The election monitoring arm of the Organisation for Security and Co-operation in Europe has said it will not send officials to Russia to observe voting at the presidential election on 2 March, blaming a lack of co-operation from the Russian authorities. The decision will be a further blow to the legitimacy of an election that critics abroad and within Russia have already denounced as a foregone conclusion.
Dmitry Medvedev, the First Deputy Prime Minister and Vladimir Putin's choice as his successor, is expected to win at least 70 per cent of the vote. He has refused to take part in televised debates with the other three candidates.
The OSCE boycotted December's parliamentary elections, which critics said were rife with violations, but a delegation was invited to Moscow earlier this week to try to reach a compromise over the March vote. In the end, the sticking point was the starting date of the mission, with the Russians offering 20 February, and the OSCE insisting on 15 February. Sergei Lavrov, the Foreign Minister, accused the organisation yesterday morning of making up its own rules, and said that "self-respecting countries don't accept ultimatums".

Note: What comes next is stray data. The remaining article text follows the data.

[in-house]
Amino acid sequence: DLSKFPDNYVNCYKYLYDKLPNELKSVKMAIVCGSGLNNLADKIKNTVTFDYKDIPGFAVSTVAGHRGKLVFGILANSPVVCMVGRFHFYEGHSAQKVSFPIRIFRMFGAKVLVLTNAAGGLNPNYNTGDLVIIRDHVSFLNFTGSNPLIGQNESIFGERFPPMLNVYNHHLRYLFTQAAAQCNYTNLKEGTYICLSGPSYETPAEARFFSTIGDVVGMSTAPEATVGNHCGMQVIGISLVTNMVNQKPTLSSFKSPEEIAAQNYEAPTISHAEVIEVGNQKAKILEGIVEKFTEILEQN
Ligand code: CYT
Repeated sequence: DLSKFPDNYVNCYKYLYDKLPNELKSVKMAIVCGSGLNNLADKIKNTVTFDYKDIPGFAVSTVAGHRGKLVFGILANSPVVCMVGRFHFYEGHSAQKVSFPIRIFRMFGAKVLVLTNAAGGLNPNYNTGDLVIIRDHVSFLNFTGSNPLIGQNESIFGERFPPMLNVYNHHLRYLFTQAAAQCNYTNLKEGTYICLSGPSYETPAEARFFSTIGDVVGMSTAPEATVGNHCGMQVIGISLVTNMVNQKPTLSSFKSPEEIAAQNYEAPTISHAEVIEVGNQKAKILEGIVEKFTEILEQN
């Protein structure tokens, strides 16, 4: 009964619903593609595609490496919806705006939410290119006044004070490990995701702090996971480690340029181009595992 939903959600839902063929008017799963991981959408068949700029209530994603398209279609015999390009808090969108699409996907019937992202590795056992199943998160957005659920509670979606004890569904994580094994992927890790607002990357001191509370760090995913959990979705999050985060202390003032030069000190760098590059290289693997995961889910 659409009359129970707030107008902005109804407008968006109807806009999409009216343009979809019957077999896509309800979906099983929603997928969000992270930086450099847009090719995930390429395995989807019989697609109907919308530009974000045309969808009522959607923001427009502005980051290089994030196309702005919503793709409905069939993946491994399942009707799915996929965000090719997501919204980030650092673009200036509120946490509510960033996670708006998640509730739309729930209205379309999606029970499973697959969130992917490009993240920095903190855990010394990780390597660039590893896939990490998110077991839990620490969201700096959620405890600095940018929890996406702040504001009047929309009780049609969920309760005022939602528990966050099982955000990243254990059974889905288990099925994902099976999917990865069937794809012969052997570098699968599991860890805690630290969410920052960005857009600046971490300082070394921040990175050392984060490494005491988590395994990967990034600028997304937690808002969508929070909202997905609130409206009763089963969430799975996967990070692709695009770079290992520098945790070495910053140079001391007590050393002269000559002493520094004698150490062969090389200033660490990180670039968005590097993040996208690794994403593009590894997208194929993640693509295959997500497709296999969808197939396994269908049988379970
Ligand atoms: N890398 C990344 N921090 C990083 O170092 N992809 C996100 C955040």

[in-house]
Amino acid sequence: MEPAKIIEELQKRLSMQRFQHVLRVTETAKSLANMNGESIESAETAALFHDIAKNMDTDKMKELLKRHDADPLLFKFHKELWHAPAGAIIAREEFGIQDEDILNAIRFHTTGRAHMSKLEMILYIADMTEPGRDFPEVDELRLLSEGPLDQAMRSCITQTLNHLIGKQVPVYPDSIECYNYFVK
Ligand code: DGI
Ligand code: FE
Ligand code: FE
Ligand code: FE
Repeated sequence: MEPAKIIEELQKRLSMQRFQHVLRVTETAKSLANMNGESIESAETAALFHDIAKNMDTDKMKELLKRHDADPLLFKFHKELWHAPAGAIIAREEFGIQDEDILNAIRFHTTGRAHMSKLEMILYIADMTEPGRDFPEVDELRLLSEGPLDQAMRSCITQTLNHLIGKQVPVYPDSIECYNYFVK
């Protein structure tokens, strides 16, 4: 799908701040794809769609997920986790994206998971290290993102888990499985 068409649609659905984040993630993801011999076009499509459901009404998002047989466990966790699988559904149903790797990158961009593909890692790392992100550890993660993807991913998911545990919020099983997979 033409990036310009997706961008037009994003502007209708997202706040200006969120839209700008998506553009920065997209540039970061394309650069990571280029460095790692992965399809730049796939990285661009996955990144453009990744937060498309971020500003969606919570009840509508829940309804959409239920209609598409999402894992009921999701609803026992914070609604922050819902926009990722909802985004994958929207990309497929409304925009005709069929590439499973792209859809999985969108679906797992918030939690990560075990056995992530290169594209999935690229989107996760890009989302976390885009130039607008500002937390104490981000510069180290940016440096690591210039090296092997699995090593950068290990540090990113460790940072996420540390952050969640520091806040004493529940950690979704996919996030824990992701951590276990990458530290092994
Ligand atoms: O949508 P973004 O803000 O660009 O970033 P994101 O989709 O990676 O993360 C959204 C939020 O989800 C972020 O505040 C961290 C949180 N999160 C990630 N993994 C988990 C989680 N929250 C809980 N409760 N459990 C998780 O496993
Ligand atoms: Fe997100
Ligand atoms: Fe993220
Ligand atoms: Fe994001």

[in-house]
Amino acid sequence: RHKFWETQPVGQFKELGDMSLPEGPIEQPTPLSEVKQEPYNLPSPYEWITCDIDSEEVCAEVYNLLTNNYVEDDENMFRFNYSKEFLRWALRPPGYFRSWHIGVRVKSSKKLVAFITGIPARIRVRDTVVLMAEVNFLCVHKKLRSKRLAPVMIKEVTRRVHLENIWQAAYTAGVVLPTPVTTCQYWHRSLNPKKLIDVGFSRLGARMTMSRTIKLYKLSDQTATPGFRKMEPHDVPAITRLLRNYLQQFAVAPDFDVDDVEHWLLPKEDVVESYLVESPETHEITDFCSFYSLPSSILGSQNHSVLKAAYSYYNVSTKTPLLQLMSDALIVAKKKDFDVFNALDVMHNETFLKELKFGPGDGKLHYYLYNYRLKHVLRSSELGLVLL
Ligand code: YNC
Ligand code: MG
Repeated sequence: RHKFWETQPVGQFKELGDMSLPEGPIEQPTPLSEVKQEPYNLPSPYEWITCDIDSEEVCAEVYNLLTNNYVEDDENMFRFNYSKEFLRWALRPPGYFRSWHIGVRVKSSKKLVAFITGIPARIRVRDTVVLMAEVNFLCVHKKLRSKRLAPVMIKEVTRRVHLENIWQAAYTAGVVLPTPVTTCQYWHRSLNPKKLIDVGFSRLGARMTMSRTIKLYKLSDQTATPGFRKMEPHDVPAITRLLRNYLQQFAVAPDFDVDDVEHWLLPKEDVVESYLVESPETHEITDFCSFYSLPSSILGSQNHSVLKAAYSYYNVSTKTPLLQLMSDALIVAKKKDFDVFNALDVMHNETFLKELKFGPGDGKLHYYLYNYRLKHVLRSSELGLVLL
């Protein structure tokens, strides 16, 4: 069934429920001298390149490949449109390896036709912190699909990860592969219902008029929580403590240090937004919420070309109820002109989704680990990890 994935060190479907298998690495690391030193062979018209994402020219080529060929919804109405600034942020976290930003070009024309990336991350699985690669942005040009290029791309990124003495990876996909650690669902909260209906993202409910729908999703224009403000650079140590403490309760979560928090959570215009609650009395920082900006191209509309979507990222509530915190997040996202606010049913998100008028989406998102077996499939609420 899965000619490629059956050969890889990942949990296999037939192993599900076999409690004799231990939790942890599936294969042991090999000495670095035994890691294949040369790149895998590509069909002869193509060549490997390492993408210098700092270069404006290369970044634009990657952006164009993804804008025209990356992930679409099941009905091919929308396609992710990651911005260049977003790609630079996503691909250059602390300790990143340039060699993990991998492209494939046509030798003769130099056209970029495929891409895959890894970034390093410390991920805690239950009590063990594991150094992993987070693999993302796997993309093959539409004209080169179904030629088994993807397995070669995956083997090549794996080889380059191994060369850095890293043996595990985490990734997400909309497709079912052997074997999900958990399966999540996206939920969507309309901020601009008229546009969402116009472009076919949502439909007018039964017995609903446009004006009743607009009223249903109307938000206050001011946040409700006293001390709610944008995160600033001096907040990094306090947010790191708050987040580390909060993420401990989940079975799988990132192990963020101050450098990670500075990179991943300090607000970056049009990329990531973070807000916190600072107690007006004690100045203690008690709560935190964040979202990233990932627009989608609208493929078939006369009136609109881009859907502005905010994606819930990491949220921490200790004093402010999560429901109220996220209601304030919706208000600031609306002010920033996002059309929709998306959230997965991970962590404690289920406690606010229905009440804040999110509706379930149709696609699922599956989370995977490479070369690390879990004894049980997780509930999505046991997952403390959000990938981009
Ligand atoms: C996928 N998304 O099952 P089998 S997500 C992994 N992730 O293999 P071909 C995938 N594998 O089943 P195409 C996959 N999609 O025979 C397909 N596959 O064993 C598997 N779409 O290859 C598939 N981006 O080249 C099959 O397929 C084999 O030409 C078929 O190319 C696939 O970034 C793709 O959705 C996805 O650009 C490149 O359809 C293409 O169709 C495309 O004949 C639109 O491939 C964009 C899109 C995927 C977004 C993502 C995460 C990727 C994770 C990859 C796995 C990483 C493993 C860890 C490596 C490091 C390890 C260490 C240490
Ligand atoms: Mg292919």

Later in the day, the director of the OSCE's Office for Democratic Institutions and Human Rights denied the organisation had given the Russians an ultimatum. "We just try to do a professional job in accordance with our mandate," said Christian Strohal in Vienna. He announced that the OSCE would boycott the vote altogether.
"It's very bad for us," said Liliya Shibanova, the director of Golos, an independent Russian election monitoring group. "The support of international monitors would have been very useful." She referred to the elections as "the least competitive in Russian history".Reuse content